• Tracy

Ephemeral, Ethereal Leaf Peeping



Crisp morning skies laced with Orion's belt, deep oranges and blues rising from the distant mountains, donning the extra layer. It's fall and it's time to get outside!

Fall is inherently mystical, in that she only puts on her show or a brief moment. As humans, we collectively feel the sense of urgency to stand among her fleeting performance. And for the souls who are swept into the call of Mother Nature, she unfurls the red carpet.

Leaf peepers. Interestingly enough, this term has an official, unofficial definition, and a very official website tracking one of fall’s favorite hobbies.

Although the term became part of the vernacular in the last decade, Leafpeeper.com teaches us that they have been around for 22 years. And reader, they have a myriad of information, as well as a leaf-peeping hotline. The website is up-to-date with the recent post about Fall's Greatest Influencer, the Pumpkin Spice Latte. And while this article is being written at the height of popping season, there still is time.

So, how does one leaf peep? We took to a popular destination, the Great Smoky Mountains to find out. The traffic was tricky to navigate, as we chose human-powered transportation (read - gravel bikes) to take to the scenic mountains. With record dry spells across the US this year, we were met with plumes of gravel dust that kept us coughing and needing frequent hydration. Not to mention the climb over Rich Mountain from Townsend is about 1800’ in elevation. No matter, because the bluebird skies smiled at us. Leaves danced around to the tune of fall’s symphony and kept us in smiles. Ridiculous smiles.

Conversations in our group centered around Halloween costumes and color as we climbed. We were gifted with the most spectacular day. We rode up and down Rich Mountain into Cades Cove. Rich Mountain road was open from April 8 - November 13 this year, which kept vehicular traffic on the road while we were climbing and descending. Everyone shared the road well and many waves and smiles were had.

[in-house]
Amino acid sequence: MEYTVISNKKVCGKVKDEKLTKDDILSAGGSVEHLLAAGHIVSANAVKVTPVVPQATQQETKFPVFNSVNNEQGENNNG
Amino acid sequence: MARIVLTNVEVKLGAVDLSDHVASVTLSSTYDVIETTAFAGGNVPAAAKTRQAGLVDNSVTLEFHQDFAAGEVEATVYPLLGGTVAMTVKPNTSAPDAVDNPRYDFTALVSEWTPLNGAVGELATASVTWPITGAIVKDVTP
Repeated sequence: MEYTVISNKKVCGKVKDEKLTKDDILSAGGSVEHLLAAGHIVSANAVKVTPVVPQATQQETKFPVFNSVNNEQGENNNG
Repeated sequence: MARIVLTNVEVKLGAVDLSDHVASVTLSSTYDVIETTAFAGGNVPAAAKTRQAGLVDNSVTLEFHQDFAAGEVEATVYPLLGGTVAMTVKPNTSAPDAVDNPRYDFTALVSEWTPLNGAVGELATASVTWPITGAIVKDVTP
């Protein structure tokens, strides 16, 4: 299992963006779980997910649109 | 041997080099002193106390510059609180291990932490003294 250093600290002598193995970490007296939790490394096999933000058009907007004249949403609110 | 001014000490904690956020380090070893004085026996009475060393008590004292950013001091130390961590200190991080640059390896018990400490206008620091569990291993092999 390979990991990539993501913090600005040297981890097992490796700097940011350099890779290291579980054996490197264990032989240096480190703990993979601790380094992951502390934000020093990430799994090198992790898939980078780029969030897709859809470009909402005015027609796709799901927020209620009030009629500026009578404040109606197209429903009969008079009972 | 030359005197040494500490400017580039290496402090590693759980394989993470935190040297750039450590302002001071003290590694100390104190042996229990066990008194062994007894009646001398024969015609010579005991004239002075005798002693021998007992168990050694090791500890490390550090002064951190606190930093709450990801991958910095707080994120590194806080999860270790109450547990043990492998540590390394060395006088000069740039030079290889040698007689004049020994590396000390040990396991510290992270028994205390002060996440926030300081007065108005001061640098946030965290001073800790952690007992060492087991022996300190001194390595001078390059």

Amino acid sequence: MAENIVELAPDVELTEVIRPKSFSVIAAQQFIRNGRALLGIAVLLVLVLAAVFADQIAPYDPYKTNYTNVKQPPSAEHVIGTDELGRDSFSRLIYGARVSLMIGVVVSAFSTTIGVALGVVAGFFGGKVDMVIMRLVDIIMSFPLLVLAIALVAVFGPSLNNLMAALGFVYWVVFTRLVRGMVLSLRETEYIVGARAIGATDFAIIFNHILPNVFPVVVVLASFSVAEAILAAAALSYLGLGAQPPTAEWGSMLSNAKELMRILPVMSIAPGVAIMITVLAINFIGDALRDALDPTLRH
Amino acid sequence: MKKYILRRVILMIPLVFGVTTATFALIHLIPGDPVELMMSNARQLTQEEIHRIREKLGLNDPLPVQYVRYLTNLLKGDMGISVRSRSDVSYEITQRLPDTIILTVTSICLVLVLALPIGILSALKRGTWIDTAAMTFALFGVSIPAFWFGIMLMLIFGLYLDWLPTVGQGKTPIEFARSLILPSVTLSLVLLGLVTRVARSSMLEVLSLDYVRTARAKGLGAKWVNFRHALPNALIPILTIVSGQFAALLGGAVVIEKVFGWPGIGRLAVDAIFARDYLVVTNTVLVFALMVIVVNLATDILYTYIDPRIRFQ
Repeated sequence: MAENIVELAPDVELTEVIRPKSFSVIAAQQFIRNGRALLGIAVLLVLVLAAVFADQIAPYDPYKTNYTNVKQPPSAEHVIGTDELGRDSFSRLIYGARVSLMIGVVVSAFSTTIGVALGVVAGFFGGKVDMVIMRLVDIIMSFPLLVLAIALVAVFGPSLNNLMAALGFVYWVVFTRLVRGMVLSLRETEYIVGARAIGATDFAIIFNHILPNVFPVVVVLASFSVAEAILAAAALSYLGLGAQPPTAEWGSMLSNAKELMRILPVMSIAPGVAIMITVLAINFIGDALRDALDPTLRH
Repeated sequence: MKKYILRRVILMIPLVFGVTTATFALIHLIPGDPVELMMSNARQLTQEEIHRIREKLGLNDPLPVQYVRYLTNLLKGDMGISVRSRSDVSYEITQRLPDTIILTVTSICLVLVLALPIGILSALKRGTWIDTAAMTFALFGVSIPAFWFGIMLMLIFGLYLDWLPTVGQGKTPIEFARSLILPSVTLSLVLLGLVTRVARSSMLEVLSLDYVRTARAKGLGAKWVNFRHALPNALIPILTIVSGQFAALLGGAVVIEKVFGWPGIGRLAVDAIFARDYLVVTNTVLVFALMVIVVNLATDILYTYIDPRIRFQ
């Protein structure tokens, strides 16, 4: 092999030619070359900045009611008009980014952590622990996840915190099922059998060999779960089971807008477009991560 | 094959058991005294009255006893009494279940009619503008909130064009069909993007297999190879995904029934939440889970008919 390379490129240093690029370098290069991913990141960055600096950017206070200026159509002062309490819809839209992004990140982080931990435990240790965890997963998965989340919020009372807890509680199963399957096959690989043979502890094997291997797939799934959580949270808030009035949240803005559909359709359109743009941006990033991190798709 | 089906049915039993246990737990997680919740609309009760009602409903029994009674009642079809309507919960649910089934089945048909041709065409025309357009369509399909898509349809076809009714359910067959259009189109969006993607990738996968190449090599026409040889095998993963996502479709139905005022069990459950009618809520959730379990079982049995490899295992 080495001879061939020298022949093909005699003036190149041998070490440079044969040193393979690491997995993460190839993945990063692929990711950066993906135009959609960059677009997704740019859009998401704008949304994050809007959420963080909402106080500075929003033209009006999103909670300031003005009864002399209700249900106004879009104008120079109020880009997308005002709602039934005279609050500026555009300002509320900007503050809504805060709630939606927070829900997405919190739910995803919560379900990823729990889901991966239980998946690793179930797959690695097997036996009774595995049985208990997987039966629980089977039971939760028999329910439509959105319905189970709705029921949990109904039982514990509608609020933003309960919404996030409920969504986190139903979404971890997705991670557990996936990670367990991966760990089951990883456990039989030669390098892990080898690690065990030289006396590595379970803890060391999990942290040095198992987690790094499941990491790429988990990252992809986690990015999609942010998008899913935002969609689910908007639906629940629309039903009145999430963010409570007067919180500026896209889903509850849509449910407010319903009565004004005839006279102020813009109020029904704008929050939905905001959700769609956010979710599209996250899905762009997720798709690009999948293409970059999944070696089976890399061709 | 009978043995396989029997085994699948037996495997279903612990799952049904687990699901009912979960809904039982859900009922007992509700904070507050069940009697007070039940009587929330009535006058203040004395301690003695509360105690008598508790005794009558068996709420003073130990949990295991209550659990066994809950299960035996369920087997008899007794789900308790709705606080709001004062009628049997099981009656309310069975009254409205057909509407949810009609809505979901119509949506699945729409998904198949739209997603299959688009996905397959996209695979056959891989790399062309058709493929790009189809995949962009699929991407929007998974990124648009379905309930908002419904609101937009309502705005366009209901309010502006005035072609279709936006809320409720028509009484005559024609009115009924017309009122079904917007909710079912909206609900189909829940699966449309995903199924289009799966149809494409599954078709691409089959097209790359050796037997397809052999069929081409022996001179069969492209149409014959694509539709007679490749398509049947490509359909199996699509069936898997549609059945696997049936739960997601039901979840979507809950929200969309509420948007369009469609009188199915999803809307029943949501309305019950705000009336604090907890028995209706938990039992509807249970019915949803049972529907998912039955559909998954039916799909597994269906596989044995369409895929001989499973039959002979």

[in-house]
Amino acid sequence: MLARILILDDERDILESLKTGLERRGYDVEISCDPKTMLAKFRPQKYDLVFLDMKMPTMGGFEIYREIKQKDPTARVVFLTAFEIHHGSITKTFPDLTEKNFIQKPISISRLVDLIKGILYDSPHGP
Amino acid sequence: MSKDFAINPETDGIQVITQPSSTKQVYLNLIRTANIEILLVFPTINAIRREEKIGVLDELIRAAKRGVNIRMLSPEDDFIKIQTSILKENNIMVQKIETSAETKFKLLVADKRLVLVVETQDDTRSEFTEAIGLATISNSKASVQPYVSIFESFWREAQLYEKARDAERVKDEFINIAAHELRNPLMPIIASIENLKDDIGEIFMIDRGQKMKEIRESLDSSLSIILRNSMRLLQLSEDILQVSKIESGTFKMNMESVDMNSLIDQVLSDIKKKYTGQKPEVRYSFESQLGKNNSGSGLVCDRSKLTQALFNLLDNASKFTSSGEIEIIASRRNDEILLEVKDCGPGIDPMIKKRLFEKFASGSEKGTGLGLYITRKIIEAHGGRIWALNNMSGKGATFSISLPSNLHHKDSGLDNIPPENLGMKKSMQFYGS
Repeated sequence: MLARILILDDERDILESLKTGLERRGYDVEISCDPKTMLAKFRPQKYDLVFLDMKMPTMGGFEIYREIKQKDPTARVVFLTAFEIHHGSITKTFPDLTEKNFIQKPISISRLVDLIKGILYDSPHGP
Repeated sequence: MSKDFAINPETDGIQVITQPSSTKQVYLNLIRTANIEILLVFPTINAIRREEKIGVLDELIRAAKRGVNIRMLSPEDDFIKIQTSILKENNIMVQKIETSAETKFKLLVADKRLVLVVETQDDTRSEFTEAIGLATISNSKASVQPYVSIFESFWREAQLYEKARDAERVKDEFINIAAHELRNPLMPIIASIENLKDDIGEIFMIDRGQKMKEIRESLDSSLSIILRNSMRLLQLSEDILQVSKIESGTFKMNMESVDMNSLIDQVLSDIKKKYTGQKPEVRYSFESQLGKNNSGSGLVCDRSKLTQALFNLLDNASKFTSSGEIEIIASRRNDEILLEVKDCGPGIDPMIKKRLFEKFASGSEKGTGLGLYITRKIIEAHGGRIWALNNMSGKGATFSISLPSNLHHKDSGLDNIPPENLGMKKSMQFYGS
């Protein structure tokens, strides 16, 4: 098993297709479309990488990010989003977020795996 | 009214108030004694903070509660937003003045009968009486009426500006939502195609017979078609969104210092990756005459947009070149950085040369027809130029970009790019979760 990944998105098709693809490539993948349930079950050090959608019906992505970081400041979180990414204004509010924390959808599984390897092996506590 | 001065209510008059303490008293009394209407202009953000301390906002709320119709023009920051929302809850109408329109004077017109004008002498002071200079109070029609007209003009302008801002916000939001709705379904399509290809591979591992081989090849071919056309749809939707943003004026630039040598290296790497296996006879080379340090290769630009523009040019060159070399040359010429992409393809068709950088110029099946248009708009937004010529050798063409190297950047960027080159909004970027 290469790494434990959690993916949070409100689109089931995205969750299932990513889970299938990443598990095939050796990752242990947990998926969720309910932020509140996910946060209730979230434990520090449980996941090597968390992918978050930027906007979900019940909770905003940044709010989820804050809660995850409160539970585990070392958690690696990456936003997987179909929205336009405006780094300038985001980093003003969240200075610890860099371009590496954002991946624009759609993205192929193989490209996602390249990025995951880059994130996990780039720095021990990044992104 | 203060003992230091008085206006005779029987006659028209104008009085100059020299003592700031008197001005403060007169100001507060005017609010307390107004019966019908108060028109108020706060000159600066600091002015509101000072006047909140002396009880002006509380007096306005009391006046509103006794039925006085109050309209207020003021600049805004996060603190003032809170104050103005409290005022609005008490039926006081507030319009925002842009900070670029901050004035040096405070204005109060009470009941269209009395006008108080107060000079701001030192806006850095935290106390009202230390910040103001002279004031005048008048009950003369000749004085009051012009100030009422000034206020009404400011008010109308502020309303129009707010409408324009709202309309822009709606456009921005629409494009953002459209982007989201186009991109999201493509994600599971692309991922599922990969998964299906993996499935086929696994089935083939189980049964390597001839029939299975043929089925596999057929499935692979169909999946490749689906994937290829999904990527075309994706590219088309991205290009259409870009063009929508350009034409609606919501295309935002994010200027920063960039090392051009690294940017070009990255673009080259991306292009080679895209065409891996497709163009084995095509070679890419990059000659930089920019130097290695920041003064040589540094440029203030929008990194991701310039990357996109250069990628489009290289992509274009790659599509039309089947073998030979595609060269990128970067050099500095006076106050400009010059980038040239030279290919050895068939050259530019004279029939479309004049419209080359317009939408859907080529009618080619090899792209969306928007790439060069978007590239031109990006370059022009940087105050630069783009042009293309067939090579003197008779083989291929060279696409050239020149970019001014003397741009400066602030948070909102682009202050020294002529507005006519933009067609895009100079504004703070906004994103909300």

The setting vacillated between ephemeral and ethereal. It was as though the leaves, falling to the ground knew this was their greatest performance and took to center stage, showing off every bit of brilliance. We took in every, single leaf and gave the show a standing ovation. It was true, the time spent on those gravel roads in the Smokies echoed no other fall day I had seen. It will be a moment that we remember for years to come.

Sitting by the Forge Creek in the Smokies, snacking on cliff bars, my friend and I discussed the traffic in the ever-famous Cades Cove, the families that were coming out to explore the Leaf Peeping Emergency, as my friend donned her day.

Our trip took us over to Parson’s Branch, a 180-year-old road that was recently refinished and is now open to car traffic. In the spring of this year, we met two of the Smokies Park Service employees who had refinished Parson’s Branch, and they were proud of the work they accomplished. As they should be, the road had previously closed in 2016 due to an estimated 1,500 fallen trees, and the Park Service cleaned it up. The two employees were thrilled to invite us to go there and ride. We were grateful for this chance meeting, as it took us to Parson’s Branch, eager to see their work. The road is narrow, steep, and hilarious to ride a bike up and down - calling to mind Type Two fun. But on Parson’s Branch is where it got quieter and our senses got even more conscious of the ephemeral, ethereal experience that is leaf-peeping.

Pictures only serve a little justice, but we recommend instead, calling the Leaf Peeping Hotline in your neck of the woods to find out just where you can immerse yourself in wonder, awe, and some good old-fashioned leaf-peeping.

As we returned to our car parched to the Townsend Historical Trail, we met a couple who had moved recently to Tennessee from Mississippi. They had driven the Cades Cove loop, and up and over Rich Mountain Road. Their sedan made it with no problems on the gravel. We chatted for a moment about where we were from and where we were heading, and the couple said, “Cades Cove loop wasn’t that bad, today, compared to other days!”

We smiled. Isn’t it funny how perspective can shift everything? Take two gravel cyclists, used to having miles of road all to themselves, and put them in Cades Cove during Leaf Peep season, and the anxiety raises. Take two people who live in Townsend and frequently traverse the loop and they had a relaxing day. We are grateful for all kinds who get out, enjoy nature, and take a moment to stop and view the display.

Our day ended with 41+ miles of riding and 4879’ of elevation gain. It also ended with my bum in a chair, refueling, and resting. My mind full of joy recalled this story to my husband, and my friends shared photos of our experience.

Note, as of the writing of this article on October 16th, the leaves are calling, and you must go.